However, the manner in which the sales are made is becoming more and more complicated, which isn’t so great.

 

Once upon a time, a customer would see an advertisement before heading to the store to purchase the product. A simple, linear customer journey from exposure to purchase.

 

Nowadays the customer journey is an incredibly confusing winding road.

 

The increase in channels and devices has created so many different ways for customers to interact with brands. Modern consumers now average five devices in their purchase journey.

 

devices used on the purchase journey

These customers are also more demanding than ever before. They expect their customer journey, however, traversed, not to be interrupted. They want to start a purchase on a mobile app, continue on a tablet and check out on a desktop.

 

This leaves you to map what steps they’ve taken and carry their progress between each device.

 

It’s a difficult task, and using omnichannel marketing is your best bet to provide the customer experience your users desire. Unlike cross-channel or multichannel marketing, omnichannel allows customers to experience your brand through every channel, not experience a channel within your brand.

 

Every channel works in concert, feeding into one another. Progress from one is carried over to the next when the user switches channel or device.

 

A good omnichannel campaign also isn’t limited to the digital worlds but also includes your brick and mortar store.

 

Macy’s have introduced a great omnichannel campaign that utilises mobile’s GPS functionality to work seamlessly with local store’s inventory checks.

 

2015 saw many eCommerce hold-outs finally give in

 

The majority of brands have already jumped on the eCommerce bandwagon.

 

The aforementioned stats on usage and profits are enough to convince any savvy business to dip their toe into the world of online sales. However, there’s still a few brands out there who are yet to fully embrace an eCommerce strategy.

 

Only around 40% of luxury brands sell online; perhaps due to the perceived difficulty in creating a luxury shopping experience through a screen.

 

But even these brick and mortar stalwarts are finally starting to see the light.

 

Past eCommerce naysayers Chanel and Fendi have noticed the potential of eCommerce and are slowly rolling out their own online stores. It’s no surprise when you look at how eCommerce has caught up with and even exceeded brick and mortar retailers.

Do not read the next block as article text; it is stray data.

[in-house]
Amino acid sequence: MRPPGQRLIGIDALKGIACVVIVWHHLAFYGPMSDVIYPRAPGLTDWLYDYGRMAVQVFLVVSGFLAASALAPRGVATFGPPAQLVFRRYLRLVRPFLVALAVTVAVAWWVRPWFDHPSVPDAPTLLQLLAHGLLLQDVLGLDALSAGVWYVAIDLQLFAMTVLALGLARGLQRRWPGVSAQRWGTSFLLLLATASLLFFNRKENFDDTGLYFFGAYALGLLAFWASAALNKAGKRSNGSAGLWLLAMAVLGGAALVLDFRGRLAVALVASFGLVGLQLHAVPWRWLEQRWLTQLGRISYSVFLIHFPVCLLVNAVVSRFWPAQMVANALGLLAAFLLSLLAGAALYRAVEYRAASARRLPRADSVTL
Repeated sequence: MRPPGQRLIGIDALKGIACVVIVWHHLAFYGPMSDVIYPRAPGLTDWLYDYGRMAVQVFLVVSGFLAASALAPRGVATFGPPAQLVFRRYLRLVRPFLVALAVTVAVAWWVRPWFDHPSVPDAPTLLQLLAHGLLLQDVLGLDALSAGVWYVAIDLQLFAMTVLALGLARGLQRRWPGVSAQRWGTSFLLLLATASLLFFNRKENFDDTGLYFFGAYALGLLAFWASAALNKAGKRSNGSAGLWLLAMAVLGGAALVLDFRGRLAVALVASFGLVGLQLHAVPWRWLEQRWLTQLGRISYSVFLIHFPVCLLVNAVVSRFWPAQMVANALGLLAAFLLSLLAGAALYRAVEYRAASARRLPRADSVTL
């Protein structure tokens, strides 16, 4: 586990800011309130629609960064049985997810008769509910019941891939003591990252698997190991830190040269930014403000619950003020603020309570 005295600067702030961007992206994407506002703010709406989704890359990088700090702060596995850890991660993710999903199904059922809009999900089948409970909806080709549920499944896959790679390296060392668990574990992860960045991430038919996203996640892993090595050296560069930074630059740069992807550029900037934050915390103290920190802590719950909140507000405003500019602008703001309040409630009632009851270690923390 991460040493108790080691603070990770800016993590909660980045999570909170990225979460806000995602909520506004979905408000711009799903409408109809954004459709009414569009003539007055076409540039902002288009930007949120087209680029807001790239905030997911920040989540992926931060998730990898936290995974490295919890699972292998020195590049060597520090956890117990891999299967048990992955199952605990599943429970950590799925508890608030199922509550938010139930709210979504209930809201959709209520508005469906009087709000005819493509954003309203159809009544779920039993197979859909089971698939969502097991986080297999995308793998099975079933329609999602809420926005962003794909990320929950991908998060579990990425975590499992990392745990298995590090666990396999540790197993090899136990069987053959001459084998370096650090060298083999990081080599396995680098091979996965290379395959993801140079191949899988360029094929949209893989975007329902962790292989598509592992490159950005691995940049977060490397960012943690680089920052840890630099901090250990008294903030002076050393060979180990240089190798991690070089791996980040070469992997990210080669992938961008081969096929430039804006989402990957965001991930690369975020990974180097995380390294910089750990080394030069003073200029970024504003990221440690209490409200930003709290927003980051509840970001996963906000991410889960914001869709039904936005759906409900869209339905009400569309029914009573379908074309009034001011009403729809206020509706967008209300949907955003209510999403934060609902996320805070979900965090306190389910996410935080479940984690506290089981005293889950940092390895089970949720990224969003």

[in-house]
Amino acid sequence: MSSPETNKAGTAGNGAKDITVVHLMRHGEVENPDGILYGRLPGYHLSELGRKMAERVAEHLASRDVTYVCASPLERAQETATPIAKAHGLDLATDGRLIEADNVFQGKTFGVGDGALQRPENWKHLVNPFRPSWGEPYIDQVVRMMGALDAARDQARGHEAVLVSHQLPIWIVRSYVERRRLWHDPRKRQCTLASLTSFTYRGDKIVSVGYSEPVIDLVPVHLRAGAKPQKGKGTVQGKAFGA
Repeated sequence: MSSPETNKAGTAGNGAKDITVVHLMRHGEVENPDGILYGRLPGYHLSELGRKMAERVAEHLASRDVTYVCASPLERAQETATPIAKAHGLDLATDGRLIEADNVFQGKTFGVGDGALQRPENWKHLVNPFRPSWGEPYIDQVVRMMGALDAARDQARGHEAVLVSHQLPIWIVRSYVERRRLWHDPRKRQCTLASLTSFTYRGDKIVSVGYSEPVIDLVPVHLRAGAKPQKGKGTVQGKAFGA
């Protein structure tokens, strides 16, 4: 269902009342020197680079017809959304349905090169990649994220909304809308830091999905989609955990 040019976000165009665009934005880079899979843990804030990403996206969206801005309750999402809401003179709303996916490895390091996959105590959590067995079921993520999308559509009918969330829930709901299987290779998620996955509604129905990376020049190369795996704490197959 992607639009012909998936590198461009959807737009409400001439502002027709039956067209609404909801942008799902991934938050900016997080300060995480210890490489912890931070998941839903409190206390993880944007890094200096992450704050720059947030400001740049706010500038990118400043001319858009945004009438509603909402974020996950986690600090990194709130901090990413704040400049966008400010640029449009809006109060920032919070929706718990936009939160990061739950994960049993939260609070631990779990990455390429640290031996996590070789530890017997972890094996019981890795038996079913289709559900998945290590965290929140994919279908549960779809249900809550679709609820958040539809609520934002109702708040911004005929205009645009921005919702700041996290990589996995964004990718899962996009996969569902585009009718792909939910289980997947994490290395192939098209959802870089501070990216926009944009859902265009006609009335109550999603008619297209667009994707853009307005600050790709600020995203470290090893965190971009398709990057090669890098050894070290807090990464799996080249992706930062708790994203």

Amazon’s recent growth is a prime example. Their market capitalisation now exceeds that of Walmart, one of the world’s largest retailers. If it’s an indication of things to come, the smart choice is to take Chanel and Fendi’s lead and get your online store up and running as soon as possible.

Amazon vs Walmart

Image Credit

 

It’s not just about price

 

When we think of customer’s our first thought is that their purchase decisions are made primarily on price.

 

That’s true to an extent, however, it appears that there’s an increasing importance on customer experience.

 

In fact, a recent study into the effect of user experience on brand loyalty reports that a staggering 71% of UK consumers will switch to a different brand due to a poor shopping experience. This is up from 61% in 2014.

 

Judging by the increase in statistics across the board, it’s not unreasonable to assume that more customers will place a higher importance on user experience in 2016 meaning UX design is something you should be putting at the top of your priorities.

 

Summing up

2015 was a great year for eCommerce. We saw huge growth in usage and revenue and everything points to 2016 being an even better year for online store owners.

 

However, that of course only applies to those who are prepared for whatever comes their way.

 

If 2015 has taught us anything, we can expect to see the below in 2016:

– More online shoppers

– An increase in mobile usage

– A greater need for omnichannel campaigns

– The final bastions of brick and mortar only stores crumbling

– A tighter focus on customer experience

But it wouldn’t be eCommerce if there weren’t a few surprises, you can also expect to find some unpredicted developments and opportunities as the year plays out.